It is a late spring this year and the cold morning fog was still lying low over Masset Inlet when we met near the mouth of the Yakoun River. All told, we were not a huge troupe in numbers. I am not sure why more people didn’t show up - too short notice? fear for their jobs, or their partner’s job? A sense of futility? Disinterest? Any one of many reasons, I suppose. But gathered together we represented nearly all the communities of Graham Island - Skidegate, Port Clements, Old Massett, Queen Charlotte City, Tlell, Skidegate Landing.

In a procession of vehicles, we drove the rough, gravelled road west from Port Clements out to where the road forks down to Ferguson Bay at the south end of Masset Inlet. When we got to the gate at the “sort” it was locked, so in gum boots and rain gear we set out to walk the rest of the way down to the beach. We walked slowly because there were children with us, and elders, and a couple of the women were not in good health but had come because it was so important to them to be there.

The Weyerhaeuser sort yard was all cleaned up, neat and tidy. No mammoth log hauling trucks, no loaders or other machines nearby, the weigh scale was swept clean, the sort bunks empty. And everywhere stacks of logs were piled high. The stacks glowed a deep red-brown colour at the ends and gave off that sweet sappy smell distinctive of fresh cut forest. Down on the tidal flats rafts of logs were floating within the booms. Each log was hammered with an export number.

The logs we saw at the sort were long thin poles, toothpicks in contrast to the massive old growth trees that are usually barged out. Most of these export logs are from what is called the “burn wood,” an area near Port Clements where a huge forest fire swept through about 160 years ago. The stands that have grown up since then are dense, and logging with feller-bunchers is easy and less expensive. The trees, predominantly cedar, are prime sawmill logs. In the past few years Weyerhaeuser and the Ministry of Forests Small Business program have hit these areas of young forest hard.

Over the next few days, the logs in Ferguson Bay will be wired into bundles and dropped into the water. In the next week or so, an enormous black ship will steam down the length of Masset Inlet and with cranes and grapples haul the bundled wood out of the water and on board. And off they will go to join the long procession of barges and tugs headed south from the BC coast.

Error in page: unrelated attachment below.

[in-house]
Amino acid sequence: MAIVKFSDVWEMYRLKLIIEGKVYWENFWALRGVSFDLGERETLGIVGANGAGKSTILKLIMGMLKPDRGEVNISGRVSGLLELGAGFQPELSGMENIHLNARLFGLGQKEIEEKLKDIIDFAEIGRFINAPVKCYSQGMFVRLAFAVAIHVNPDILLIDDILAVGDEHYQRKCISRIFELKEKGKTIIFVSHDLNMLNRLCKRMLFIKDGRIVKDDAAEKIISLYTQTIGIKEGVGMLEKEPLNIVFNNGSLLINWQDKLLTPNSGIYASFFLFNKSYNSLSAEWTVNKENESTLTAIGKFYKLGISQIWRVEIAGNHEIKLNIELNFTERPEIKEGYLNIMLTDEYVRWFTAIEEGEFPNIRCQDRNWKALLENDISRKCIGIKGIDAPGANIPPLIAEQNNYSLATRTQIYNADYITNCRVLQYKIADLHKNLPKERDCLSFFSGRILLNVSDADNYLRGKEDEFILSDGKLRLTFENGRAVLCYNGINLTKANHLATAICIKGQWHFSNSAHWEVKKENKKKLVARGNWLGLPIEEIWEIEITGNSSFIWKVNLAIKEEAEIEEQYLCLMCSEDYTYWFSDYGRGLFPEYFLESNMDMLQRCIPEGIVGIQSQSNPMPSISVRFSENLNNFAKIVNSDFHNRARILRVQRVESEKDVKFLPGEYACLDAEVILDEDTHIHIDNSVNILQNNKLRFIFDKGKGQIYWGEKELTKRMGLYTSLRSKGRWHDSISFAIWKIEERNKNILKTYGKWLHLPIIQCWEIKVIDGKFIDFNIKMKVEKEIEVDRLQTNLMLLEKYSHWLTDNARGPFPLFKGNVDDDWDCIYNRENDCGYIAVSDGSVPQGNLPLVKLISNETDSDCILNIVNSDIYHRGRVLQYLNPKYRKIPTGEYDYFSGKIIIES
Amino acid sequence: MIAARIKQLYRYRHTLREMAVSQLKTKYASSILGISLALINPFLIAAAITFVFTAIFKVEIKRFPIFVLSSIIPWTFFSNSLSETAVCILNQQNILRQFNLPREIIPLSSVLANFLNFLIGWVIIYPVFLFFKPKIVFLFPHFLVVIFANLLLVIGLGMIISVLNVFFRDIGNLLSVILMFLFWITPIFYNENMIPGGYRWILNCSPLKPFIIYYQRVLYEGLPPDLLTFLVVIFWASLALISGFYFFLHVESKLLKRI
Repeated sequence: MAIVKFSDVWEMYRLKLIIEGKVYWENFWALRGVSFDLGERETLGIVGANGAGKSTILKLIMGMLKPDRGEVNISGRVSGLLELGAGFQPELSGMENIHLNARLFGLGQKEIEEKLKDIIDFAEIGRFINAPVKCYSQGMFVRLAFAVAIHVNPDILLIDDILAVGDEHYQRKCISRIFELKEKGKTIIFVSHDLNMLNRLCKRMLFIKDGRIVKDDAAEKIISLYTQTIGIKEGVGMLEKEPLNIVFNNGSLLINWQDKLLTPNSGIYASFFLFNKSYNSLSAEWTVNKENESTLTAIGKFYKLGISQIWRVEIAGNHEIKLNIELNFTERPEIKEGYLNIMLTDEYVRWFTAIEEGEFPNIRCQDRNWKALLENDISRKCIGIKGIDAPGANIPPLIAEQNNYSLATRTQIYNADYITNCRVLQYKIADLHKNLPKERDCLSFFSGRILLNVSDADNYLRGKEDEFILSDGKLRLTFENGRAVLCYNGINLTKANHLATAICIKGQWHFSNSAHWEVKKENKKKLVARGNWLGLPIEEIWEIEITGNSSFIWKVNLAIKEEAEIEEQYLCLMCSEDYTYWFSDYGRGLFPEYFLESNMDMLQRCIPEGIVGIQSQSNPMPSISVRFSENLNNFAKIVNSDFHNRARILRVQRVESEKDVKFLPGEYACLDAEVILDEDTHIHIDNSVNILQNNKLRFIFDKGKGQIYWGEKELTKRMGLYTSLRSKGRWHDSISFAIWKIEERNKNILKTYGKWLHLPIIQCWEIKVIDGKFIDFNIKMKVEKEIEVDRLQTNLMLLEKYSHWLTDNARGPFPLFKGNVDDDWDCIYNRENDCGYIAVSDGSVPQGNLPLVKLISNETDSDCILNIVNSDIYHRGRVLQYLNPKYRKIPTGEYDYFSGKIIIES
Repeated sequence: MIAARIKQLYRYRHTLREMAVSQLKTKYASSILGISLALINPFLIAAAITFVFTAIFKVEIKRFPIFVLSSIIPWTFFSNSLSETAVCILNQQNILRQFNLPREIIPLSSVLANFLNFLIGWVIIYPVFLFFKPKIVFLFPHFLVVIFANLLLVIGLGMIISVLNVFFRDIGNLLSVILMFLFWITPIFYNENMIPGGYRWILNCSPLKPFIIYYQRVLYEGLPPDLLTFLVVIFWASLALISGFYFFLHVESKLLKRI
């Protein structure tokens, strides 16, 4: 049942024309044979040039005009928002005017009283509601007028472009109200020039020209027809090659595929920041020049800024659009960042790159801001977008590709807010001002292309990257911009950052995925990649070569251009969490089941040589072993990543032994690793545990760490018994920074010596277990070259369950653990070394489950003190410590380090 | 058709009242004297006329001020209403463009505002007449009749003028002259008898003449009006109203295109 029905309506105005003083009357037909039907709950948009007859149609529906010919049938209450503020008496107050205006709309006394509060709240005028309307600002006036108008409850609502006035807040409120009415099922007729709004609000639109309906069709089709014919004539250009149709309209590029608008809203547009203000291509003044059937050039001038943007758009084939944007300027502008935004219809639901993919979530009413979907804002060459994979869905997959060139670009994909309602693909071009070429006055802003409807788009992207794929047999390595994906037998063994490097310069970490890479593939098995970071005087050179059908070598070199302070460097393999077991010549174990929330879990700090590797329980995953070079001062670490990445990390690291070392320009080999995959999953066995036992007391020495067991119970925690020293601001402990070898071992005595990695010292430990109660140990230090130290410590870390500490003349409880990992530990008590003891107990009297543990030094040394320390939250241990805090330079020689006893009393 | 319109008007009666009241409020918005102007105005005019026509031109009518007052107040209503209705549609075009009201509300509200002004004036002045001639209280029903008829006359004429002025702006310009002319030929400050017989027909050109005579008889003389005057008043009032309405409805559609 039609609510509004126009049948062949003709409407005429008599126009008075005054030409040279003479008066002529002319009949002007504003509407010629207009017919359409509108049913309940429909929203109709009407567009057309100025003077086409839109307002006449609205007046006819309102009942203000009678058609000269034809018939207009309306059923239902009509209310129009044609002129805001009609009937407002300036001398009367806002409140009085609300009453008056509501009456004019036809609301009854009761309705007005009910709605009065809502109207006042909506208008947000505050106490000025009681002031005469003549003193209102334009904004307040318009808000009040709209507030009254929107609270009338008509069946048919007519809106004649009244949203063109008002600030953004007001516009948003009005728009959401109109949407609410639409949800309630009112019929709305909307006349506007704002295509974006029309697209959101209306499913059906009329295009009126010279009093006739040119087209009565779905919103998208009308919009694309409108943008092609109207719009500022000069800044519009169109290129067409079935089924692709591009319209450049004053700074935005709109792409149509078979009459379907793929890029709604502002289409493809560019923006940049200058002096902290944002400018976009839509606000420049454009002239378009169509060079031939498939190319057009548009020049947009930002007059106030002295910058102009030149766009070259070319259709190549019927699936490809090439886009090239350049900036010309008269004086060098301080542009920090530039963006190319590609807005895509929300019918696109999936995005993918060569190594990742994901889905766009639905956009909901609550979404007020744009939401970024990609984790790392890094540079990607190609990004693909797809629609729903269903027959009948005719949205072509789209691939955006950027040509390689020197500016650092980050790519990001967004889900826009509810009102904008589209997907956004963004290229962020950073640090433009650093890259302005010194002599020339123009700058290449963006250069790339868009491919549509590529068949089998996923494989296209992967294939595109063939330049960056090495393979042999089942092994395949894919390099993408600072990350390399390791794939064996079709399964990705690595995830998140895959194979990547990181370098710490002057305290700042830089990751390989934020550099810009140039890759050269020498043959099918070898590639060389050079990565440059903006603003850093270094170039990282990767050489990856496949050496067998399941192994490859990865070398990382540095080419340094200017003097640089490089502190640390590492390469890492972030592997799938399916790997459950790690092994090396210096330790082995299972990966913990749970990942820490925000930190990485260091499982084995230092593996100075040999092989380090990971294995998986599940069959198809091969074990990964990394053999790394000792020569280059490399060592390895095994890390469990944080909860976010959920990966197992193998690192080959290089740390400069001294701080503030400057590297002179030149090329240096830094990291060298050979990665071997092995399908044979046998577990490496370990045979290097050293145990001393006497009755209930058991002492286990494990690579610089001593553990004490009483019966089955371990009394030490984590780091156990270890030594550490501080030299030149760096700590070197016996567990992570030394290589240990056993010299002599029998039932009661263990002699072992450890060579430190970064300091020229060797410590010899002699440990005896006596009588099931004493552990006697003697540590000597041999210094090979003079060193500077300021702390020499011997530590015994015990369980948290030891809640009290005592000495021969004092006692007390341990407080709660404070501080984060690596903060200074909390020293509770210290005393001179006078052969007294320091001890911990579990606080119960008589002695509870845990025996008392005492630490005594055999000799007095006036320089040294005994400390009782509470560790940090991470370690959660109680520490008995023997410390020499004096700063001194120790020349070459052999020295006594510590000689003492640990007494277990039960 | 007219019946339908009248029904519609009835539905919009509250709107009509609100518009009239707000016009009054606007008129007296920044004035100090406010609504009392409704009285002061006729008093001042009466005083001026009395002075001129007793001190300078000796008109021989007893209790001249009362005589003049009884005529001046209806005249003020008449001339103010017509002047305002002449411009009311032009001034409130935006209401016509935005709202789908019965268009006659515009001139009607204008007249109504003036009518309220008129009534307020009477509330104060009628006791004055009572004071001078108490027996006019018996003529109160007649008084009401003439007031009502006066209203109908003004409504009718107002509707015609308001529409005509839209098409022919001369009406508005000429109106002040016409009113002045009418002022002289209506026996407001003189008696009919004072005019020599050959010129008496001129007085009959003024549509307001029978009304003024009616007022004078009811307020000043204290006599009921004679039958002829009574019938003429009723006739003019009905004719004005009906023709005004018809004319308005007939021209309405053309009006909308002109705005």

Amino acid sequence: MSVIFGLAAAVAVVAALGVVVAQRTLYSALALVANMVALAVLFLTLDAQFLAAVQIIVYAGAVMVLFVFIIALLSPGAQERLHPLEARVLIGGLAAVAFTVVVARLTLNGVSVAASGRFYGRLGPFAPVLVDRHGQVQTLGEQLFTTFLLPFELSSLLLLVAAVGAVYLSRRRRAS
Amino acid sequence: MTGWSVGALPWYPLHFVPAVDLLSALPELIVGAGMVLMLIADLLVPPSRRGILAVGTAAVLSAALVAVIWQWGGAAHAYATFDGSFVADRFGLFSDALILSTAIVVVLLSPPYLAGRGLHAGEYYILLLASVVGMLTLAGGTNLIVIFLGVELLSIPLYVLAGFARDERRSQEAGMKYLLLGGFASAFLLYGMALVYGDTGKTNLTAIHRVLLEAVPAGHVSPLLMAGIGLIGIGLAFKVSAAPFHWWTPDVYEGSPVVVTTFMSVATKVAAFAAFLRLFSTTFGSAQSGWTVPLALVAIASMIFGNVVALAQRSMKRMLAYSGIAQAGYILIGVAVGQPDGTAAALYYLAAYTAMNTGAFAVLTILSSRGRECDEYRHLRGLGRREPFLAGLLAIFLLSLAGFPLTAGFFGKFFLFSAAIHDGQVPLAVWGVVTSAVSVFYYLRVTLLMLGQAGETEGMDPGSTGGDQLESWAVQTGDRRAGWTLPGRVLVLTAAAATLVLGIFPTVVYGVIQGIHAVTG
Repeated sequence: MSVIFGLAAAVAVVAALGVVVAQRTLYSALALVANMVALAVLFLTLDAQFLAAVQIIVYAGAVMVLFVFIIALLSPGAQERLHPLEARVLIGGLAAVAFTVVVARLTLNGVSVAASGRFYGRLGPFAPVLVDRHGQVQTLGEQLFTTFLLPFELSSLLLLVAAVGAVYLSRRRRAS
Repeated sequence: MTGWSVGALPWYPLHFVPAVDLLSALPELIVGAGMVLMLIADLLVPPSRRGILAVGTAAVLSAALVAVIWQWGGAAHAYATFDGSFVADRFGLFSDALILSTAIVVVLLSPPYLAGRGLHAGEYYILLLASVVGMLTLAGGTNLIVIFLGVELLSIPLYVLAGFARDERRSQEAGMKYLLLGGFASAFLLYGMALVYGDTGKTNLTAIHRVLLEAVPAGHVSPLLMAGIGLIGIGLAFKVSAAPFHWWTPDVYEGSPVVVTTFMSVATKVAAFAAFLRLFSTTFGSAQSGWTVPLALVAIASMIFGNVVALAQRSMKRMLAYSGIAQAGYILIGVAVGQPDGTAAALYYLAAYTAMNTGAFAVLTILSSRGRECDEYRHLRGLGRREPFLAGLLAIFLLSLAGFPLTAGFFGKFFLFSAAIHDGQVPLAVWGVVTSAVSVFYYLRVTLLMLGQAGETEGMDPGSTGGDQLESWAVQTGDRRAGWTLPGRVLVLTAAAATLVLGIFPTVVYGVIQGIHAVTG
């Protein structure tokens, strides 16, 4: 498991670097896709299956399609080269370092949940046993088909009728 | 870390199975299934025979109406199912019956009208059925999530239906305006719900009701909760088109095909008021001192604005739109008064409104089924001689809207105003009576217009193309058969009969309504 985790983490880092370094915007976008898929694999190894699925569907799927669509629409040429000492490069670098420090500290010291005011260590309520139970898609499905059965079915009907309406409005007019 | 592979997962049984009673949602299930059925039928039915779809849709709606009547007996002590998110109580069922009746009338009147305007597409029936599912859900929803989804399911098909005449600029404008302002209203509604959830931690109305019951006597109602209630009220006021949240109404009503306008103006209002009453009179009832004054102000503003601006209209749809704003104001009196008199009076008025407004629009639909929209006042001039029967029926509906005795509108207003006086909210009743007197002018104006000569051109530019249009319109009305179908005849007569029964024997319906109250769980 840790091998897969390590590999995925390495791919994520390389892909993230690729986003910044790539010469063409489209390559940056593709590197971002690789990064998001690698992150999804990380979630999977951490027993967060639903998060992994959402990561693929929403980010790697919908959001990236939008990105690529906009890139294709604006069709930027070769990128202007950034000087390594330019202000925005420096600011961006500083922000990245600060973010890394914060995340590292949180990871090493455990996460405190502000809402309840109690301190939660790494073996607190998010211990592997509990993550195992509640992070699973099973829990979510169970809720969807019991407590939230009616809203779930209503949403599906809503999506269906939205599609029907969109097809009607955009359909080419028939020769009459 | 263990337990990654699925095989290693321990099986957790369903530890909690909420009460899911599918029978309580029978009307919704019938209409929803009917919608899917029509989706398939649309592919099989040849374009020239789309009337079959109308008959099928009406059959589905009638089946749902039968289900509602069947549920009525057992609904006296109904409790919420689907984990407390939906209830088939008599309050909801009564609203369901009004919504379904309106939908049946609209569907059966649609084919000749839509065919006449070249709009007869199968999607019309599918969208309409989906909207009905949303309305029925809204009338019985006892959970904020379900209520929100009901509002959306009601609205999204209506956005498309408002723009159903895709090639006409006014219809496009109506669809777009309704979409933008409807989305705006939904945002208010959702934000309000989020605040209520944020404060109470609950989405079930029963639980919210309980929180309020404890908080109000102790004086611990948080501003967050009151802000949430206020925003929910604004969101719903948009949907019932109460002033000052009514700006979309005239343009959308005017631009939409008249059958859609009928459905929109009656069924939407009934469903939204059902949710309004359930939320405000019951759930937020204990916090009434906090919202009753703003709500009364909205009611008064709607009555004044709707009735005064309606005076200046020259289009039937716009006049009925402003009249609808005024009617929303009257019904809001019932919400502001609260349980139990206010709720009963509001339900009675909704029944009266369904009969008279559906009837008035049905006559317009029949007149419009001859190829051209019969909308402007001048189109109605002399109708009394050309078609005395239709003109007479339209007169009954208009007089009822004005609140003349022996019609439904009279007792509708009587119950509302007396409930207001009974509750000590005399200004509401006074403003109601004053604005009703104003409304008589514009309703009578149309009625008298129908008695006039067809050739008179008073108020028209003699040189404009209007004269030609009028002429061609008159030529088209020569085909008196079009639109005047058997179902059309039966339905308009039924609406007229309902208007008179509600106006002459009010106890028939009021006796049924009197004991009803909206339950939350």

Since the US has set a high tariff on softwood exports from BC, Canadian mills†are shut down and the BC government has raised export quotas. Weyerhaeuser is in excellent position, of course, to benefit from all this. Having closed down its mills in BC, Weyerhaeuser will now export logs it cuts in Canada straight to its sawmills in the US. What the politicians say they are doing is trying to keep some shreds of the forest economy going in BC. Do you believe this? Do they think we are stupid or something? In this sweetheart deal who wins? Weyerhaeuser, Weyerhaeuser, Weyerhaeuser. And who loses? We do. We do. We do.

So there I am standing ankle deep in the mud down at the dry land sort on a drizzly Saturday morning holding on to a placard. No one from Weyerhaeuser brass has come down to meet us, or talk with us. No loggers are working in the log yard. So it’s a little lonely standing down there. But, the organizers, who include Weyerhaeuser employees and their partners, have spoken clearly about the issues we are facing. What we are protesting is the irresponsible way logging is done on Haida Gwaii and the loss of jobs in our communities. The message is clear. What Weyerhaeuser is doing and what the government is doing is not right by us.
After the speeches, we left our placards attached to the log piles. We took some pictures and some video and the Haida contingent sent us back on our way with a song. As we walked back up the long hill from Ferguson Bay to our vehicles we continued our conversations, telling stories, sharing our worries, talking about our lives here and the responsibilities we undertake for our children and grandchildren.

As we pulled away on the road back into town, I found myself wondering, “Do I think that standing out in the cold in a desolate place, surrounded by fallen trees and friends is an effective way to protest?”

And an answer came floating up from a place other than my head. “You bet I do!” something said quite clearly. It was some place of heart, some instinctiveresponse. What we were doing out there on that damp grey morning was witnessing the grief of this land, and being present in our own plight as people. To me protest is also about standing up together, exercising our capacity for courage and caring by walking together —many strong women and a few good men.The world, after all, is changed only one thought, one step, one person, at a time, they say. A thought that became even clearer on the way home.

As we were passing through Port Clements, we came upon some ladies from Old Massett who were set up on the roadside with a truck selling pies and fried bread cooked right there in hot oil on an outdoor gas burner. They were raising money for an Anglican Church women’s project. So we wheeled up and enjoyed their company for a few minutes too. We were grateful for hot fried bread and jam. And presumably they were glad to sell us a couple of pies. In our exchange we benefited and they benefited too — good community and good economics. •

SpruceRoots Magazine - April 2002